"I will never do that again! NEVER!" In my journey out of debt, that is one exclamation I found myself making time and time again. Most of the time my poor decisions were made out of necessity (i.e., making my mortgage payment on a credit card) or mental fatigue (i.e., throwing out mail from creditors, unopened).

Though I'm not here because of out of control spending per se, I've definitely had the opportunity to examine my spending habits in gross detail ("gross" being the key word here).

One very costly problem area for me is clothing purchases. Now, I realistically know that I will buy clothes from time to time and there is money in the budget for that. But... I just felt like I wasn't getting enough bang for the buck. I was buying stuff but never seemed to be wearing anything new! How was that possible?

Once I took a step back I could identify some ways to be smarter about outfitting my wardrobe. Here are some of my budget-friendly rules...

  • Always, ALWAYS try things on. I hate dressing rooms. They are torturous and cruelly lit, so my inclination is to not go in there. The result of that is that I'd buy things on a lark only to find out they didn't fit or suit me. By that point maybe I'd lost the receipt or pulled the tag off or otherwise forgotten about it entirely. And then, well, you're SOL with an item that was once appealing but is now dreadful. Just make the time, face the music, and hit the dressing room.
  • Give full-price items the two week test. I rarely buy things at full price, as a general rule. But there are exceptions, those things you fall in love with. Best thing to do? WAIT. If I still remember it and want it in two weeks, then I'll consider making the purchase if funds allow. By that time it may even be on sale! Nine times out of ten though, the crush subsides and I let it fall by the wayside.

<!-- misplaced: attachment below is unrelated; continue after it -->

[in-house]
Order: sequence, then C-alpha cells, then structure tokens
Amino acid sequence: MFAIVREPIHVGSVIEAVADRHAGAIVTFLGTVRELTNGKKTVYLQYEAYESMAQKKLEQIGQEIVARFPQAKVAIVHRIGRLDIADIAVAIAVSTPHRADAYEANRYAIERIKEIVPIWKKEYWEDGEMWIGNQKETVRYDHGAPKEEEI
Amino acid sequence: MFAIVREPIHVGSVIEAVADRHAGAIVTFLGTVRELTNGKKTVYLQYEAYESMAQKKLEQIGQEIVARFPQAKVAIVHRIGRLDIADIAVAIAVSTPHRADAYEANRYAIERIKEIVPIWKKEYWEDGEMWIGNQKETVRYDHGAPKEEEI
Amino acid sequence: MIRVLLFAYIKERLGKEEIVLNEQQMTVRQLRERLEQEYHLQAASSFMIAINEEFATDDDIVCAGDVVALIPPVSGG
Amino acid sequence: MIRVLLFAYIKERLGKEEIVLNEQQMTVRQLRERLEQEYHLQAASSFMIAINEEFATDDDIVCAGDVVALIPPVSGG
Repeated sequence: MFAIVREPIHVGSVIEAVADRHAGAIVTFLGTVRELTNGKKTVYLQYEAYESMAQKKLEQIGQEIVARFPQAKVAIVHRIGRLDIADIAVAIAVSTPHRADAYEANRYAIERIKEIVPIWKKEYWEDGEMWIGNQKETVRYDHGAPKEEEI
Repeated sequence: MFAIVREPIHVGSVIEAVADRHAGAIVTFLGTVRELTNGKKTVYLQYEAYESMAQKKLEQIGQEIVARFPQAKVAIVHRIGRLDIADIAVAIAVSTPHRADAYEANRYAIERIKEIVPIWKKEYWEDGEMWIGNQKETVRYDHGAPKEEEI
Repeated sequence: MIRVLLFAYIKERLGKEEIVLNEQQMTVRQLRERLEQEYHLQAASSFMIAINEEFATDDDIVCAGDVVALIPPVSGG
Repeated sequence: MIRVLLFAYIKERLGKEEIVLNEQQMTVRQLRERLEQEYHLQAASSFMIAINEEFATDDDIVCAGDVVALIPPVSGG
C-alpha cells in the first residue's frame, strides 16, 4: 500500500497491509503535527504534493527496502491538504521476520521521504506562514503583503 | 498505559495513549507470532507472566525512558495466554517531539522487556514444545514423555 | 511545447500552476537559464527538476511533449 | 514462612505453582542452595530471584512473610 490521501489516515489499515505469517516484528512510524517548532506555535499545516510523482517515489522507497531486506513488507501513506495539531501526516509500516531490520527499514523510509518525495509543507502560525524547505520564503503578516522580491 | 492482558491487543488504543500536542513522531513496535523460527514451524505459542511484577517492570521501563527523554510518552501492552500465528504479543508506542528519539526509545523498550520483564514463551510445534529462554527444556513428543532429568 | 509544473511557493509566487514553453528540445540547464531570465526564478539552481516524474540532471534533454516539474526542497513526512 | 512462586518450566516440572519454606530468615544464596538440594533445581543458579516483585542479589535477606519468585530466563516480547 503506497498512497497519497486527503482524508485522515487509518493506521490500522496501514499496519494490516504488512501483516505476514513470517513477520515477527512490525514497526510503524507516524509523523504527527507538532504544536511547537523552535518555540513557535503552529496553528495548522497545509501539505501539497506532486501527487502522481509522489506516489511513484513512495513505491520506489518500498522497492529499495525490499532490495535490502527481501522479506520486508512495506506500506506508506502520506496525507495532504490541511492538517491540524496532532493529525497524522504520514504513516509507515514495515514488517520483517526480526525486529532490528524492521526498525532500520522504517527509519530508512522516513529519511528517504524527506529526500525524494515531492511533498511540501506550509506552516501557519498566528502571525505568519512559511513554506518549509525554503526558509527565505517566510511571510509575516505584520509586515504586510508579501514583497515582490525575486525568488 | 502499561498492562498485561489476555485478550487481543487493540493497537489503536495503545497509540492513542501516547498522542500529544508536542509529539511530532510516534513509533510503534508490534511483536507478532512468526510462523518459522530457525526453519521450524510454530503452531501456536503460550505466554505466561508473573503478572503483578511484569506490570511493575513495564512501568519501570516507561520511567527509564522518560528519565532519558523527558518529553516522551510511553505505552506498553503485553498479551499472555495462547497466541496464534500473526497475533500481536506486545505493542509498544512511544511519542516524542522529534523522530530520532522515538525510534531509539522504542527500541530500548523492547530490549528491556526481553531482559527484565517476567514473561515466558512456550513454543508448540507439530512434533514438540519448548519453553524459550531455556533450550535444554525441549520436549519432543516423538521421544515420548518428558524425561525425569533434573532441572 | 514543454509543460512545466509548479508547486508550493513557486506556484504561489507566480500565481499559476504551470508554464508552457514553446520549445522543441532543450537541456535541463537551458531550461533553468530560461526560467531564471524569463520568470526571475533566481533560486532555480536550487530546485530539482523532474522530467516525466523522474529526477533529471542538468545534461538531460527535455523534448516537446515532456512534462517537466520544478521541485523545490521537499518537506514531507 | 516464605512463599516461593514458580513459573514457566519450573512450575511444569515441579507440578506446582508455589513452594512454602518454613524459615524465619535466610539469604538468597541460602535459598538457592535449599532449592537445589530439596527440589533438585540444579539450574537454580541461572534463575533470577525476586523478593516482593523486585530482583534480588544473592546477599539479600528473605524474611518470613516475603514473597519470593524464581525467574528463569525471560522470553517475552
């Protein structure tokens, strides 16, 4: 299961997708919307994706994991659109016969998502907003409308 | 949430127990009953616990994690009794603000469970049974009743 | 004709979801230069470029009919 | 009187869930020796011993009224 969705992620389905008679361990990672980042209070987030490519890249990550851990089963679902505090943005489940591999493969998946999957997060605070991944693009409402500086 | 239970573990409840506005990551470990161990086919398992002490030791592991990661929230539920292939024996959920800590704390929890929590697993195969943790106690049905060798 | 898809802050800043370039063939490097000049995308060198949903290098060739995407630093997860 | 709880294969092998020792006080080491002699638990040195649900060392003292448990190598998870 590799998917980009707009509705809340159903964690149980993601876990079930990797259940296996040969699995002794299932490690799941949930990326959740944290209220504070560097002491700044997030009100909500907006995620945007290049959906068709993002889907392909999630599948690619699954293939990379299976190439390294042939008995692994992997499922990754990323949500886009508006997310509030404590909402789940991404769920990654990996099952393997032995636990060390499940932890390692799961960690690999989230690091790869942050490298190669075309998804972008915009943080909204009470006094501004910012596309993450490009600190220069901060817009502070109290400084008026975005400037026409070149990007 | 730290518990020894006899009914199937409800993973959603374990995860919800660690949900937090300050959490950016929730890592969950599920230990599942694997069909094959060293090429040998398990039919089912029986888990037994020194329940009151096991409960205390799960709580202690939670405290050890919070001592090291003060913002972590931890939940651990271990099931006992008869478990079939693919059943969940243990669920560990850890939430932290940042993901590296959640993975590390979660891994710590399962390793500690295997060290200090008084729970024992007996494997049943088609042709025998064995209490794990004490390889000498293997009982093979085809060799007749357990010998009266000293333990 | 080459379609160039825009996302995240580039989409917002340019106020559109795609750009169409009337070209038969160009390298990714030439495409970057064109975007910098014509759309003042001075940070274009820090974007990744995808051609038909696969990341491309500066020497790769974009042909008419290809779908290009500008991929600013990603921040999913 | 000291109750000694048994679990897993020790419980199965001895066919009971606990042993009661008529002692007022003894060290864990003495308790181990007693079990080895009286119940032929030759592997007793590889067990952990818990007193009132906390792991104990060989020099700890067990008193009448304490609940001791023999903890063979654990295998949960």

• Keep receipts for returns and price adjustments. Returning items is not a crime. Sometimes we change our minds, am I right? But how many times have you passed by a store only to see that a wrap dress you just bought for work has recently been marked down? Most stores will credit you the difference between what you paid and what the sale price is as long as the receipt is dated within a certain period of time before the sale (it typically varies from two weeks to 30 days). And you just need to present the receipt, not the actual item, of course. The same principle applies with coupons you might come across post-purchase. Return and re-buy!
  • Stay away from disposable clothes. Sometimes cheap clothes seem like a bargain but more often than not they don't have much staying power. It sounds like common sense, but I've found the most cost-effective plan is to look for quality at a reasonable price. It can be done without spending extravagantly!

How have you made compromises in your clothing allowances? I am looking to stock up on consumer-related tips and ideas, especially with the (gulp) holiday season right around the corner!

Related links:

The Trunk Sale

Out With the Old and in With the Income

Trade Secrets for Shopping for Cheap but Chic Clothing

Stacey Pavlick

Stacey is a participant in the CareOne Debt Management Plan, soon to complete her second year on the plan. She is also a contributing writer for the My Journey Out of Debt blog and Single & Settling In blog. She is currently an operations manager for a title insurance company and moonlights as a music reviewer for SpectrumCulture.com. She combines her passion for writing with her passion for getting out of debt to share her struggles and successes along the way. Compensated CareOne Blogger

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